If you’ve ever experienced exercised-induced heartburn, “feel the burn” takes on a whole new meaning thanks to an awful low simmering burn of acid reflux in your chest and throat. Sure, you understand a little heartburn after a big, spicy meal, but during a workout? That just doesn’t seem fair.
While some people are more susceptible than others, and not everyone will experience heartburn during exercise, it can rear it’s ugly head at the most unexpected times (and there’s never a good time!), so here’s what you need to know about this pesky side-effect to your regular workout.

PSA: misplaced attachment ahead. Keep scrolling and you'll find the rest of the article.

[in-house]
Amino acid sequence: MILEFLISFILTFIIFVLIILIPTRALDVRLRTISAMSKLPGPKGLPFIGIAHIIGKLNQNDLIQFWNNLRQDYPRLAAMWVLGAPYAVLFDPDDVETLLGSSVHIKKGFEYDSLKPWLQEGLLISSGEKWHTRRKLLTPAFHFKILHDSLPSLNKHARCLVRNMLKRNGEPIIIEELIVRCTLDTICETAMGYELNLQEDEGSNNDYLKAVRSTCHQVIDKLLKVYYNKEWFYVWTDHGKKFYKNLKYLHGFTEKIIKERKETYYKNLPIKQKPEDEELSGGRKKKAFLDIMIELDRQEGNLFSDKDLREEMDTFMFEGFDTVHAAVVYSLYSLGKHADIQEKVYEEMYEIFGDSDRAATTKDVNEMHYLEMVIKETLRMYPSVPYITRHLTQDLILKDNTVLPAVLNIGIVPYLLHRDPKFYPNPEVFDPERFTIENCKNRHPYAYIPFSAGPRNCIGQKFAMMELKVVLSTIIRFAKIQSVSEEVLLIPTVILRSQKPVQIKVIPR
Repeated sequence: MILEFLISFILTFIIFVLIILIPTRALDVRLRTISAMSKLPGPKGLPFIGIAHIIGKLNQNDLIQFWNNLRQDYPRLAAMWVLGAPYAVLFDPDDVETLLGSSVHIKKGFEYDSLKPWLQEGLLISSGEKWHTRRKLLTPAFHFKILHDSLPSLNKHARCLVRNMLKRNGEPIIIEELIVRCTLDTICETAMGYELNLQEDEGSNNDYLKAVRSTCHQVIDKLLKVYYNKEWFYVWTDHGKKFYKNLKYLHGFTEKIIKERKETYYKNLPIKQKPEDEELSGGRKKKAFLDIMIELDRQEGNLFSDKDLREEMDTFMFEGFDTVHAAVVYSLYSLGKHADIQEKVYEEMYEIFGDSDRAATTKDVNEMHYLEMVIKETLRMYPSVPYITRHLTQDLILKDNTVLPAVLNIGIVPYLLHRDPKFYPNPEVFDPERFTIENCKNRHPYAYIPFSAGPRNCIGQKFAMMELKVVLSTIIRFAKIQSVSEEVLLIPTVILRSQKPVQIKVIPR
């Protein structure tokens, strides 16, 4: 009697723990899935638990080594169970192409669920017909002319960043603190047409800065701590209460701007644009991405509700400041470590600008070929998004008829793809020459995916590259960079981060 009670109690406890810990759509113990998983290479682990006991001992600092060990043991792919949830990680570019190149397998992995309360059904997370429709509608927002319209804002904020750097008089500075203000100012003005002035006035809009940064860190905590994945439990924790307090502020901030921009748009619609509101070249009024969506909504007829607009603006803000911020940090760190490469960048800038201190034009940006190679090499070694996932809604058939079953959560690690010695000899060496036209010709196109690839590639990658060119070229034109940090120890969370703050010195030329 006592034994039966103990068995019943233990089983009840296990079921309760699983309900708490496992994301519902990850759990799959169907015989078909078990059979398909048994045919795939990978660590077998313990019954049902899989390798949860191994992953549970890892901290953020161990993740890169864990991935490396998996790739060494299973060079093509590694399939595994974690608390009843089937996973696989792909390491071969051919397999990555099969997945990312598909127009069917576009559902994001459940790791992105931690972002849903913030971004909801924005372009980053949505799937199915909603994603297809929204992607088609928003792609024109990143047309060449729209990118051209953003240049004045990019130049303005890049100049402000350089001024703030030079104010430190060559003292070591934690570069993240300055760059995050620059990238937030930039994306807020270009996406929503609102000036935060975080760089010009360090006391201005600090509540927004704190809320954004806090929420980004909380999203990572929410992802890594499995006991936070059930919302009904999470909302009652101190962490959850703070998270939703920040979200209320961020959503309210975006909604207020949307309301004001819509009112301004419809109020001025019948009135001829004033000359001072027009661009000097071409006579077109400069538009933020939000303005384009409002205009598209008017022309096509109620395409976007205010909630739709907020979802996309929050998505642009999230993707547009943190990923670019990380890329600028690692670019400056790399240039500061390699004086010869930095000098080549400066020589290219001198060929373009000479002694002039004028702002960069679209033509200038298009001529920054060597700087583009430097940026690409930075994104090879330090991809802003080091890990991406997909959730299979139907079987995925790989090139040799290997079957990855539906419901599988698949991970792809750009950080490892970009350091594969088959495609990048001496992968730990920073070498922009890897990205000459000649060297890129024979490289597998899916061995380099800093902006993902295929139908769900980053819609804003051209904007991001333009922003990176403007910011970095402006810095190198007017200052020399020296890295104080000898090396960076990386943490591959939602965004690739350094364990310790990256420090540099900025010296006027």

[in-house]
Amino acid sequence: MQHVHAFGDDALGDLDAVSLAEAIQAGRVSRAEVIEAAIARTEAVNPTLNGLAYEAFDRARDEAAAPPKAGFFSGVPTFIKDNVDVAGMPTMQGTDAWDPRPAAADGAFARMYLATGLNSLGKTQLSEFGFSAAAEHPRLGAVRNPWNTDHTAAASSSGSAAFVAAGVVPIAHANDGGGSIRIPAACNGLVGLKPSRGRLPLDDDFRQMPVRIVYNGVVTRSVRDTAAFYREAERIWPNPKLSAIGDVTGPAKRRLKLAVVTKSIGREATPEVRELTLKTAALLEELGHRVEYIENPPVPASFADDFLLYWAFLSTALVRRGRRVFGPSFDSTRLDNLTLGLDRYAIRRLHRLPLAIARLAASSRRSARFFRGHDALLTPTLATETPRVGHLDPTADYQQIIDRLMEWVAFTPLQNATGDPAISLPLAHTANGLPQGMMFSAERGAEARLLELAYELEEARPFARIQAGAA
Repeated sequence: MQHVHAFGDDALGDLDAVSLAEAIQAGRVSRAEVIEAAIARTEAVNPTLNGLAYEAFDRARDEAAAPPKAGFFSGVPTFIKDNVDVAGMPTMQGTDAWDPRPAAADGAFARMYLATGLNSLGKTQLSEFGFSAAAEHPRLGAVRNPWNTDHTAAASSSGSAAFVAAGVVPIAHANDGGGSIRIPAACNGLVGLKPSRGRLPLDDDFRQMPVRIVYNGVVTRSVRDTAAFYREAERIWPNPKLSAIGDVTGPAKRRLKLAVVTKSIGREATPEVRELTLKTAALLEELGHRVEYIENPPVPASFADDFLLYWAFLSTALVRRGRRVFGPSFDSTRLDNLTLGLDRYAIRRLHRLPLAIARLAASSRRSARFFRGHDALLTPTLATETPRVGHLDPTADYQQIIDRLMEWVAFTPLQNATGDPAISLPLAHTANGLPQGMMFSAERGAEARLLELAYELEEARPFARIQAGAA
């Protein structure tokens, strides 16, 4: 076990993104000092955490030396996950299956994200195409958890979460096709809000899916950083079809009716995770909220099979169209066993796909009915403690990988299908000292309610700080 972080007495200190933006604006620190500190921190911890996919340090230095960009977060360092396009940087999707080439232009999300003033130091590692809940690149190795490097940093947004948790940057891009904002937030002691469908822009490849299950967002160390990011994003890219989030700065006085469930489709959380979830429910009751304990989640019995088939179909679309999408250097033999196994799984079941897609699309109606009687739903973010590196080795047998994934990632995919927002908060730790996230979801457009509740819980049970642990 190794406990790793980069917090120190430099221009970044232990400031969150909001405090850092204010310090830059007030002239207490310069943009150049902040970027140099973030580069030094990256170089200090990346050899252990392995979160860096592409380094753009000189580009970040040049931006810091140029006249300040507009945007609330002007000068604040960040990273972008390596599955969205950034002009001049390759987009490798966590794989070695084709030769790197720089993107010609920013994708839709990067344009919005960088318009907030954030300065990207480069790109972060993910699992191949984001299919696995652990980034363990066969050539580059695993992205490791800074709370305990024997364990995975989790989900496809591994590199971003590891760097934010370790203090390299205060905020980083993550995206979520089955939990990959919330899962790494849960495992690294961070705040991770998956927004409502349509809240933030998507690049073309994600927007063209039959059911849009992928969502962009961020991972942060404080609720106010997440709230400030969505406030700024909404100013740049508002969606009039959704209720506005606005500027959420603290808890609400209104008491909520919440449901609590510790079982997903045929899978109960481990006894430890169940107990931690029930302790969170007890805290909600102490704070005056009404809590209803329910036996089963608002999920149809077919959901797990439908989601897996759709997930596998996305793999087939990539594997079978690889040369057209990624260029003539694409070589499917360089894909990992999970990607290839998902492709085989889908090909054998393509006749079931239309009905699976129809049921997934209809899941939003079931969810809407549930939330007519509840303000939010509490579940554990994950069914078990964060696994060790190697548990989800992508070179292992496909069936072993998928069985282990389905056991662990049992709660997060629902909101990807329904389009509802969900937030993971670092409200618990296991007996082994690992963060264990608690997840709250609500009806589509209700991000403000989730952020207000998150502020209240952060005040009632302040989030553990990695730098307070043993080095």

Related: 4 ways to prevent heartburn
Dr. Jason Machowsky is a board certified sports dietitian as well as a registered clinical exercise physiologist who has worked with athletes and novice clients alike who have dealt with exercise-related heartburn. Machowsky says that the physiological mechanisms that occur are similar to the classic definitions of GERD and acid reflux, but the catalysts have changed from burrito to burpee. Pressure keeps the lower esophageal sphincter (LES), a valve located between the stomach and the esophagus, closed, making sure stomach acid stays where it should, but movement, jostling, some foods and certain body positions can reduce the pressure of the valve, causing some stomach acid to creep into the throat.